Commissioned to bring back Ovid’s ashes, the author links the exile of the poet Ovid by the Emperor Augustus to the loss of the three legions under Varus. The book is notable both for the real sense that it gives how the defeat became one to be avoided in the polite society in Rome, but also for its generally sympathetic portrait of the Roman governor. Varus is corrupted and betrayed by Arminius, but he is not wholly incompetent. 

By David Wishart,

Why should I read it?

2 authors picked Ovid as one of their favorite books, and they share why you should read it.

What is this book about?

In AD8, Augustus banished the poet Ovid to Tomi, on the Black Sea. In spite of repeated appeals by his friends in Rome for the sentence to be revoked, he died in exile ten years later.

No one knows why Ovid was banished.

The most convincing explanation is that Ovid was involved somehow with the emperor's granddaughter Julia, who was exiled the same year for immorality. However, Julia's sexual partner was sentenced to nothing worse than social ostracism. Her husband, on the other hand, was executed shortly afterwards for treason ...

Why should the witness to a crime be punished…


Book cover of Julian

Christopher Harris Author Of Mappamundi

From my list on getting right inside the minds of historical people.

Who am I?

I am the author of the Byzantine Trilogy (in 4 parts). These books depict the difficult beginning, decadent apogee, and sad end of the Byzantine empire. I think it is important to make historical fiction vivid, to immerse the reader in a distant time and place, with all its sights, smells, sounds, and tastes, as experienced by someone who was really there. I am also interested in what people believed, and why. For that reason, my historical novels are all first-person narratives, stories told by the people who lived through them. Here are some of the fictional memoirs that inspired me to start writing.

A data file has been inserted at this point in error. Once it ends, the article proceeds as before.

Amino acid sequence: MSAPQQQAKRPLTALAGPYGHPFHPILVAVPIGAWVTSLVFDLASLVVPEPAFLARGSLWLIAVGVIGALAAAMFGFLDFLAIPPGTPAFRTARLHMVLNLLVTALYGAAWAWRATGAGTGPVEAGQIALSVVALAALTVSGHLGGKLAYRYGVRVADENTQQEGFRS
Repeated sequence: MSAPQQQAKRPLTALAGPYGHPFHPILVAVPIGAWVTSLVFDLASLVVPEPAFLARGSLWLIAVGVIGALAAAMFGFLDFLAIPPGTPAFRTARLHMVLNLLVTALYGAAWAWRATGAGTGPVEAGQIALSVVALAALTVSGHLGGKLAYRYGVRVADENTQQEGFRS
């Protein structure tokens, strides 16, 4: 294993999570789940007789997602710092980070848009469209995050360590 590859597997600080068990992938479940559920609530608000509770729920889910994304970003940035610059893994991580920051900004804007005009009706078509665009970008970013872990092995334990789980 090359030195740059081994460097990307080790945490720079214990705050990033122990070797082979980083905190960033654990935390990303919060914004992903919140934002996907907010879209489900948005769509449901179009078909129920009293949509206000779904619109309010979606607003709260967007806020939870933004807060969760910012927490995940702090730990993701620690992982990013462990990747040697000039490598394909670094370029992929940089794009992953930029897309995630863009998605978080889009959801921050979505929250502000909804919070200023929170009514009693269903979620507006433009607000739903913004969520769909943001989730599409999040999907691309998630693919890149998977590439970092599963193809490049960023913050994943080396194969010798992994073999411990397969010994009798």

Christopher's book list on getting right inside the minds of historical people

Christopher Harris Why did Christopher love this book?

The short reign of Julian the Apostate is one of the “what ifs” of history. Raised as a Christian, Julian was a secret pagan. When he unexpectedly became emperor, he reversed the privileges of the Church and promoted his own Neo-Platonist cult, intending to restore paganism. Even though we know how things really turned out, it is fascinating to speculate about what might have happened if he had succeeded. 

Gore Vidal has filled this novel with war, politics, sex, religion, heresy, and philosophy. I have tried to follow his example (though I have been more sympathetic to eunuchs than he was).

By Gore Vidal,

Why should I read it?

3 authors picked Julian as one of their favorite books, and they share why you should read it.

What is this book about?

Gore Vidal's fictional recreation of the Roman Empire teetering on the crux of Christianity and ruled by an emperor who was an inveterate dabbler in arcane hocus-pocus, a prig, a bigot, and a dazzling and brilliant leader.


Book cover of A Brief History of the Romans

Duane W. Roller Author Of Empire of the Black Sea: The Rise and Fall of the Mithridatic World

From my list on ancient Rome from an archaeologist and historian.

Who am I?